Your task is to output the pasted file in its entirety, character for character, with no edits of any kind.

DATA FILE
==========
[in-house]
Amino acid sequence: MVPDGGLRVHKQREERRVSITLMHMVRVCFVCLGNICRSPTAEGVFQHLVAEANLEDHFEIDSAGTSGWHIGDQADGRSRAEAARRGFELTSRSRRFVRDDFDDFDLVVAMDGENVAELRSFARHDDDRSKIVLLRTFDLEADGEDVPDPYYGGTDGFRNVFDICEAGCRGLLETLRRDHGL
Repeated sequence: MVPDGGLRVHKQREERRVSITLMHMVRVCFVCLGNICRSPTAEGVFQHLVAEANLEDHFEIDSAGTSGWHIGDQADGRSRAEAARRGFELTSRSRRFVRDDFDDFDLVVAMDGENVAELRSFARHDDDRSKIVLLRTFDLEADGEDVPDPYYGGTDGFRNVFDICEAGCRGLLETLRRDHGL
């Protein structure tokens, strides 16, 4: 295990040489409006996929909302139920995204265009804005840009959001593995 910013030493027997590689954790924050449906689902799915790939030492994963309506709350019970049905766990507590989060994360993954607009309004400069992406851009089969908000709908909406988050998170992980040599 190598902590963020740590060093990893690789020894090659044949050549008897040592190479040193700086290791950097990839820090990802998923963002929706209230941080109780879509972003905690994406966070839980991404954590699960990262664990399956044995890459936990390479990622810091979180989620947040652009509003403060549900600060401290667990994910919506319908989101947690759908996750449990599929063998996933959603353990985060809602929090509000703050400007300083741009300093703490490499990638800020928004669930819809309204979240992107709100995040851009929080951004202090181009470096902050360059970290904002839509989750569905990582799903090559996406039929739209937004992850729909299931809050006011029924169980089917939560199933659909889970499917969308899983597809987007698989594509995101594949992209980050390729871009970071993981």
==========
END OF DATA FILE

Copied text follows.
[in-house]
Amino acid sequence: MVPDGGLRVHKQREERRVSITLMHMVRVCFVCLGNICRSPTAEGVFQHLVAEANLEDHFEIDSAGTSGWHIGDQADGRSRAEAARRGFELTSRSRRFVRDDFDDFDLVVAMDGENVAELRSFARHDDDRSKIVLLRTFDLEADGEDVPDPYYGGTDGFRNVFDICEAGCRGLLETLRRDHGL
Repeated sequence: MVPDGGLRVHKQREERRVSITLMHMVRVCFVCLGNICRSPTAEGVFQHLVAEANLEDHFEIDSAGTSGWHIGDQADGRSRAEAARRGFELTSRSRRFVRDDFDDFDLVVAMDGENVAELRSFARHDDDRSKIVLLRTFDLEADGEDVPDPYYGGTDGFRNVFDICEAGCRGLLETLRRDHGL
């Protein structure tokens, strides 16, 4: 295990040489409006996929909302139920995204265009804005840009959001593995 910013030493027997590689954790924050449906689902799915790939030492994963309506709350019970049905766990507590989060994360993954607009309004400069992406851009089969908000709908909406988050998170992980040599 190598902590963020740590060093990893690789020894090659044949050549008897040592190479040193700086290791950097990839820090990802998923963002929706209230941080109780879509972003905690994406966070839980991404954590699960990262664990399956044995890459936990390479990622810091979180989620947040652009509003403060549900600060401290667990994910919506319908989101947690759908996750449990599929063998996933959603353990985060809602929090509000703050400007300083741009300093703490490499990638800020928004669930819809309204979240992107709100995040851009929080951004202090181009470096902050360059970290904002839509989750569905990582799903090559996406039929739209937004992850729909299931809050006011029924169980089917939560199933659909889970499917969308899983597809987007698989594509995101594949992209980050390729871009970071993981």